Mr Cameron, speaking to the Daily Mail ahead of a major speech, set out plans for a Civil Liability Act to streamline hundreds of different pieces of legislation and regulation.

All those pieces of legislation should all be abolished, and the state should get out of the business of compulsory arbitration of disputes and measuring of risk.

He said he wanted to exempt entire categories of workers and organisations from the fear of litigation or prosecution because of ‘over-the-top’ health and safety rules.

He thinks they are over the top, others do not, clearly. Who is right? Neither. Everyone should be responsible for the contracts they enter into. This is not the proper role of the state.

Mr Cameron said a Tory government would amend the Compensation Act to abolish negligence claims for activities where it should be obvious there is a risk – for example, sport and adventure training.

It should all be abolished. If I decide to indulge in some equasy, then that is entirely an affair between me, the horse, its owner and no one else. If I am thrown off, it is my fault for getting on a frisky horse. Period.

He is also considering introducing a Good Samaritan Act to protect from liability those who choose to aid others who are injured or ill.

This is ridiculous. A Good Samaritan Act would not be needed if the state backed out of the business of risk. This is an example of the state creating problems with legislation to which it needs to find a solution with more legislation, just as it is in the case of Local Authorities being given responsibilities that they should not have, being unable to fulfil them, causing more insane legislation to be required. The root cause must be removed to restore sanity, and that means the state must be pruned back.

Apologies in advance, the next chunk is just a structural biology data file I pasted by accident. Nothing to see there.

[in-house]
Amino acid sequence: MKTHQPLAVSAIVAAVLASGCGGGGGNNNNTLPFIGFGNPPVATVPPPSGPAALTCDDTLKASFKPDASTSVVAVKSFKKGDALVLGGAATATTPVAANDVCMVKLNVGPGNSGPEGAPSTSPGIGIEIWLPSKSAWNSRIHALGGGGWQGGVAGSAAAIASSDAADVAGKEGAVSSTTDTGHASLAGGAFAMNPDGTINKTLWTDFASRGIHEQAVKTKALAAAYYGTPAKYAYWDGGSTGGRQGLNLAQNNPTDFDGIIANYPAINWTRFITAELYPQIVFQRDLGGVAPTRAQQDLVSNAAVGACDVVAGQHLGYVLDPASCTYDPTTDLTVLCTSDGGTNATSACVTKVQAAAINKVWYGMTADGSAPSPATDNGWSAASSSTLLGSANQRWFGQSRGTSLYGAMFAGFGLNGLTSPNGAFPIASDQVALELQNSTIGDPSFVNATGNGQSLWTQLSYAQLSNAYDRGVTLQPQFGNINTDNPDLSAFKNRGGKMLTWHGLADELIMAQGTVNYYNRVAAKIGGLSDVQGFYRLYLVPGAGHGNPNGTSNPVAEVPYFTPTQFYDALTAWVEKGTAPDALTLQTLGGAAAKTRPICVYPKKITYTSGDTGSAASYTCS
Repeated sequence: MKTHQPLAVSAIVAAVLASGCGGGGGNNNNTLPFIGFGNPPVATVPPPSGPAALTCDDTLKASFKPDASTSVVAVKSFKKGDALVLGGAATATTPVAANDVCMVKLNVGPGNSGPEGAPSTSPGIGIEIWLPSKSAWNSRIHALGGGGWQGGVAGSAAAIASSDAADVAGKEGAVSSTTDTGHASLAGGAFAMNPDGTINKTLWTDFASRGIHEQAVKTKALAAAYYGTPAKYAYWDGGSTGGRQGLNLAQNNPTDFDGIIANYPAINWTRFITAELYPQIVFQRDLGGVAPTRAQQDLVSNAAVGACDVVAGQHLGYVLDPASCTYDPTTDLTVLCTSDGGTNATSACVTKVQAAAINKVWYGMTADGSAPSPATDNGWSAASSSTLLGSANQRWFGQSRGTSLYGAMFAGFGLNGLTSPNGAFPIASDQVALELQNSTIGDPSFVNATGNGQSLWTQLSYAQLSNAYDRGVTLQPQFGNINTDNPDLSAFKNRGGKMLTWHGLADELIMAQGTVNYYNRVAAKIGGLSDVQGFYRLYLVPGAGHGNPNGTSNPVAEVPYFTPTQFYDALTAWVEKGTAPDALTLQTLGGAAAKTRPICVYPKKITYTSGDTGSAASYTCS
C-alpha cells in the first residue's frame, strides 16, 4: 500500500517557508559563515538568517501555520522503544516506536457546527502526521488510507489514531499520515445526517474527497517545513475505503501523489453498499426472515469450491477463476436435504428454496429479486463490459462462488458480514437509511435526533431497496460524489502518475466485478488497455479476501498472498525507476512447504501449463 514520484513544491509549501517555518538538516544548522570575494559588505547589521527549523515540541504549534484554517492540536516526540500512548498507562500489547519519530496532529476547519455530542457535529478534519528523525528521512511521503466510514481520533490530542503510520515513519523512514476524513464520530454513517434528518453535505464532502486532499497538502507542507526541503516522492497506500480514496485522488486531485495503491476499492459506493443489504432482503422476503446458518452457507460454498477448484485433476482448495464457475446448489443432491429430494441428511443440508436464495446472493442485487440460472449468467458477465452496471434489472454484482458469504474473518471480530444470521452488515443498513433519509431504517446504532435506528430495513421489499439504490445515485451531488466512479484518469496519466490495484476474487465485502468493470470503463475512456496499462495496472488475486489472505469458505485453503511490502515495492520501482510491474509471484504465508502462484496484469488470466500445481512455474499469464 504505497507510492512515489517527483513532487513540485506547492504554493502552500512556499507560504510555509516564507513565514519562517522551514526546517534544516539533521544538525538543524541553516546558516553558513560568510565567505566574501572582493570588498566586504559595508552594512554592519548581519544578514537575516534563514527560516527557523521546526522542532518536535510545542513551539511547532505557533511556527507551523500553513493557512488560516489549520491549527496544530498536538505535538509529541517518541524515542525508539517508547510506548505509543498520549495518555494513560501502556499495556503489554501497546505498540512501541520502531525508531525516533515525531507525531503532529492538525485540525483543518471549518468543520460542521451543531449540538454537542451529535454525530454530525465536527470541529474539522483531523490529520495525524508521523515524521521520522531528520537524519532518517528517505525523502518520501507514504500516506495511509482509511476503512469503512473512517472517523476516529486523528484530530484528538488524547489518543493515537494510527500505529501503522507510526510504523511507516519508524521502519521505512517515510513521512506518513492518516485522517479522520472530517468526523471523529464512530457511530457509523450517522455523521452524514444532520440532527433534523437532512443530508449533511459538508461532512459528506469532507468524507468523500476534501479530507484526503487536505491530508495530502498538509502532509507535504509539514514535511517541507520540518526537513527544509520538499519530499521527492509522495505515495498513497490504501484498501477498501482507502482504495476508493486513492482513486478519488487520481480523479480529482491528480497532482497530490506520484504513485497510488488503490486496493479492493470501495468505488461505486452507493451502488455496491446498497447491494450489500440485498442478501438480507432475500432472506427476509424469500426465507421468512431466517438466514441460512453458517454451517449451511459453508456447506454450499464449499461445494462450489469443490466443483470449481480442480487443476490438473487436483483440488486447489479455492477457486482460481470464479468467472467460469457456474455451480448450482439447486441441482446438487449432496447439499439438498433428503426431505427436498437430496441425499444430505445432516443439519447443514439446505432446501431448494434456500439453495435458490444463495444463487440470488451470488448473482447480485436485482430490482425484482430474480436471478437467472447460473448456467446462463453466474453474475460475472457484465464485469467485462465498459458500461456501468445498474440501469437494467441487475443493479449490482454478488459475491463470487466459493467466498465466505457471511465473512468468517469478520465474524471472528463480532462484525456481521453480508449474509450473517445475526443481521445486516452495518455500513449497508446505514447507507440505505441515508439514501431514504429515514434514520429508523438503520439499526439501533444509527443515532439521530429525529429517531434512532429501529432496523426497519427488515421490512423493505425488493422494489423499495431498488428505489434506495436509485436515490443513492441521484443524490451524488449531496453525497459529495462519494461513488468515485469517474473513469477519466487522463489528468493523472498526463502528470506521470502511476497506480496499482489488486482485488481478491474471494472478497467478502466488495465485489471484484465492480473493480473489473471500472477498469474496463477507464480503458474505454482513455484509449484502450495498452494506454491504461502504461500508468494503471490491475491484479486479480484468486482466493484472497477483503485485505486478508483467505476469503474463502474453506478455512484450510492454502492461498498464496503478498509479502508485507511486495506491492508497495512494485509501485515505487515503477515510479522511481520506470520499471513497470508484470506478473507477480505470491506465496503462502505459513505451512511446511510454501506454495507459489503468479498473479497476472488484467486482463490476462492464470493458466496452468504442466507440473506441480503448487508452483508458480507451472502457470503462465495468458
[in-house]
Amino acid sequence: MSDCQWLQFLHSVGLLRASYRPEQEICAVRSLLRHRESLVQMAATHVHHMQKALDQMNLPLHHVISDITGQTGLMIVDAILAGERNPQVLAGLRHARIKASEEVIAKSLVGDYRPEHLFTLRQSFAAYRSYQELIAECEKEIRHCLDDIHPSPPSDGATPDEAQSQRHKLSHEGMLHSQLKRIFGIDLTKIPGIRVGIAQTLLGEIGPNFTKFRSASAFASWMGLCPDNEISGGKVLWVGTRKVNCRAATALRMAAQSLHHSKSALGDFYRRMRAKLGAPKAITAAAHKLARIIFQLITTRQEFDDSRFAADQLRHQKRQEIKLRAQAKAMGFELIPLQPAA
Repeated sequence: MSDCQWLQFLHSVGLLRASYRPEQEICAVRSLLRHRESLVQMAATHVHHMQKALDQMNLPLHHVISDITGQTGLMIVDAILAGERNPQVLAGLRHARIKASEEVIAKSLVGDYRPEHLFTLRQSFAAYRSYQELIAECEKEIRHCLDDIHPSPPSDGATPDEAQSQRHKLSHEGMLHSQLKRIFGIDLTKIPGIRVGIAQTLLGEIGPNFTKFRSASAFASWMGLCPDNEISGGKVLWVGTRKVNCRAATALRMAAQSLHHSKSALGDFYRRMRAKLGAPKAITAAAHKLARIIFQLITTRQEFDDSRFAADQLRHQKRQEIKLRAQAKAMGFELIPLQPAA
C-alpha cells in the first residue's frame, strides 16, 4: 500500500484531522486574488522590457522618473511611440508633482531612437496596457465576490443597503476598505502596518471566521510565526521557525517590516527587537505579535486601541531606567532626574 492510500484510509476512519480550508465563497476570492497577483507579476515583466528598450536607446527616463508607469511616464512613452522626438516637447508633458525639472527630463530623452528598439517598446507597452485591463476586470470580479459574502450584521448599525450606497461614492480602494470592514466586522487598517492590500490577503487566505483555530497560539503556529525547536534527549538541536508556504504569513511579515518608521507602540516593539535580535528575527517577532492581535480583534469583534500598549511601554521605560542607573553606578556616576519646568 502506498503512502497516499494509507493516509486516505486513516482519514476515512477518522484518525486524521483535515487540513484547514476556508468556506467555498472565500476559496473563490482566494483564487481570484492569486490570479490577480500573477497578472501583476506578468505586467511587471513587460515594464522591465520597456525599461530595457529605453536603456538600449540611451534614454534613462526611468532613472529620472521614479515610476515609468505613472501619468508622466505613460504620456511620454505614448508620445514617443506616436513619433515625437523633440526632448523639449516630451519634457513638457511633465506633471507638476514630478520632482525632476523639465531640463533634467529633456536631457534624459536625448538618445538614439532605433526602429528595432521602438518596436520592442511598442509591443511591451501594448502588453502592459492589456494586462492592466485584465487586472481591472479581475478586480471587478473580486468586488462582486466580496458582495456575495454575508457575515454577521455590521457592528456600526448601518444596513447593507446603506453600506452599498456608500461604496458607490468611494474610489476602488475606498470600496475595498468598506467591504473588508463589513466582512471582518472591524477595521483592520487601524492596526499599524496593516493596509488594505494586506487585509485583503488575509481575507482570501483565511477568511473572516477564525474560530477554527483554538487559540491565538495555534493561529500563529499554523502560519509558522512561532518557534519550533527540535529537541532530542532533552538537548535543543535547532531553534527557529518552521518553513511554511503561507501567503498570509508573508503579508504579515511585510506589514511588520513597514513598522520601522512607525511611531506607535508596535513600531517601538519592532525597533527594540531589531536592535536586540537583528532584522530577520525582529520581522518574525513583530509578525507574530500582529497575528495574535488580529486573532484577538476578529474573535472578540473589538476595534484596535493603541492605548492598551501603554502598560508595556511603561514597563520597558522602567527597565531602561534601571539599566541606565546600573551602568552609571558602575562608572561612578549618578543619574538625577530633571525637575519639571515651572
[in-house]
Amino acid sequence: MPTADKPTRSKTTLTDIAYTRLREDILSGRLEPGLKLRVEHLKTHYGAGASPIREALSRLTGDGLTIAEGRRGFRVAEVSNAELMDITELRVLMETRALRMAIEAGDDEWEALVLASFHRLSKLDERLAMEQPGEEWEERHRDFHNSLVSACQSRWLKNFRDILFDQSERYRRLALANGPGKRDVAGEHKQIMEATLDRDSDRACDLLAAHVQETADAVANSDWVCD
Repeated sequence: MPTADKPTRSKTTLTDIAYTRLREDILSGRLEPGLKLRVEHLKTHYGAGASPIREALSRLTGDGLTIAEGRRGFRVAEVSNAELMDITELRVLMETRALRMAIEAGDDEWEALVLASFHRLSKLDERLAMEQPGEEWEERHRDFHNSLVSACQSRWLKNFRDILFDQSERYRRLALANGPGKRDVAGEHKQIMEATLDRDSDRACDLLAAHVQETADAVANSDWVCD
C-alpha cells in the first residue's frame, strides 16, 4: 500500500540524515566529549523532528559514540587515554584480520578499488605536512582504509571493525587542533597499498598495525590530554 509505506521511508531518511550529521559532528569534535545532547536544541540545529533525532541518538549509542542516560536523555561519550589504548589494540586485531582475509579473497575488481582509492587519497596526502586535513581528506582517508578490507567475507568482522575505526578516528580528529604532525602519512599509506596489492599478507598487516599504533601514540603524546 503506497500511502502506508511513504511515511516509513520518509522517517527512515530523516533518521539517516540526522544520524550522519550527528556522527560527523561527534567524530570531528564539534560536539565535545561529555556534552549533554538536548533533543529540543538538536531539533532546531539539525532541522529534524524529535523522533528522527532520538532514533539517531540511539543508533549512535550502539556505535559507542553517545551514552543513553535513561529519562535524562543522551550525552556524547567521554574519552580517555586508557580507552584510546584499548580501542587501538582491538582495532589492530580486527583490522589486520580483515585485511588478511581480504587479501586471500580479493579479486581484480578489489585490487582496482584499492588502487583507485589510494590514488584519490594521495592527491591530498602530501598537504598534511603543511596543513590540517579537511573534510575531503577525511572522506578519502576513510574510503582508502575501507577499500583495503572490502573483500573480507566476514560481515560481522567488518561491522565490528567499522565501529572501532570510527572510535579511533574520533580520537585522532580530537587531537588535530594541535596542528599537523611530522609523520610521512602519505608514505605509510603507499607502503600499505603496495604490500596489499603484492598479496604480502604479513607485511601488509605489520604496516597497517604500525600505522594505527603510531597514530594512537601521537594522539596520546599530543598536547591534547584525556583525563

It has also dramatically scaled back the potential for medical negligence claims against doctors.

Going to a doctor is the same as entering into any other type of agreement. It is up to you both to come to terms that are agreeable to you. In a state where there are no private doctors, this is a slightly more complex issue, because the doctor does not contract with you directly, but instead, is working for the state. Who should you sue in this case, the state, or the doctor working for the state?

‘I want to see if we can extend this sort of legal protection for all people acting in good faith – especially public service professionals,’ Mr Cameron said.

This is putting the cart before the horse.

He insisted that health and safety legislation had ‘noble origins’ and had done much to make Britain’s workplaces among the safest in the world.

All the predations of the state have noble origins, and it always ends up bad. As for Britain’s workplaces being the safest in the world, many of the ‘dangerous’ manufacturing jobs have left precisely because risk is controlled by the state.

But he said it was clear something had gone ‘seriously wrong’.

But what is it? What is at the root of it? Until this is addressed the problem will not go away, and clearly, more legislation is not the answer.